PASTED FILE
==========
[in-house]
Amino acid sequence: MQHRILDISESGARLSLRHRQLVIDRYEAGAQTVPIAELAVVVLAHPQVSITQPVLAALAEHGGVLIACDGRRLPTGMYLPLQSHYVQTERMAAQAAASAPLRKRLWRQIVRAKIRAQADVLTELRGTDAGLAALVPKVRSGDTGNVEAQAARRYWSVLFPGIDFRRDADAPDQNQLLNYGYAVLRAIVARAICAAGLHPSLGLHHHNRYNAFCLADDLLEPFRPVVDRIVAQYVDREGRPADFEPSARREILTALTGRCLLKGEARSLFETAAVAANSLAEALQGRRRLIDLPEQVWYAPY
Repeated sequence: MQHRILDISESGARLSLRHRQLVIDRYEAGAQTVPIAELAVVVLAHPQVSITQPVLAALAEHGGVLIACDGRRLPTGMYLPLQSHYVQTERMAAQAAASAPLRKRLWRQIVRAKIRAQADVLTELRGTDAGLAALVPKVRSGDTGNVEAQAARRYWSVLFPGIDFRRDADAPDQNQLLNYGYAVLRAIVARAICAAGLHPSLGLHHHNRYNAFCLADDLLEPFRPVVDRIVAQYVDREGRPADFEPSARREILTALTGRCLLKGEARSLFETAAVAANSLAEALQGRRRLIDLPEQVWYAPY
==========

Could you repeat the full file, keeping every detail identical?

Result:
[in-house]
Amino acid sequence: MQHRILDISESGARLSLRHRQLVIDRYEAGAQTVPIAELAVVVLAHPQVSITQPVLAALAEHGGVLIACDGRRLPTGMYLPLQSHYVQTERMAAQAAASAPLRKRLWRQIVRAKIRAQADVLTELRGTDAGLAALVPKVRSGDTGNVEAQAARRYWSVLFPGIDFRRDADAPDQNQLLNYGYAVLRAIVARAICAAGLHPSLGLHHHNRYNAFCLADDLLEPFRPVVDRIVAQYVDREGRPADFEPSARREILTALTGRCLLKGEARSLFETAAVAANSLAEALQGRRRLIDLPEQVWYAPY
Repeated sequence: MQHRILDISESGARLSLRHRQLVIDRYEAGAQTVPIAELAVVVLAHPQVSITQPVLAALAEHGGVLIACDGRRLPTGMYLPLQSHYVQTERMAAQAAASAPLRKRLWRQIVRAKIRAQADVLTELRGTDAGLAALVPKVRSGDTGNVEAQAARRYWSVLFPGIDFRRDADAPDQNQLLNYGYAVLRAIVARAICAAGLHPSLGLHHHNRYNAFCLADDLLEPFRPVVDRIVAQYVDREGRPADFEPSARREILTALTGRCLLKGEARSLFETAAVAANSLAEALQGRRRLIDLPEQVWYAPY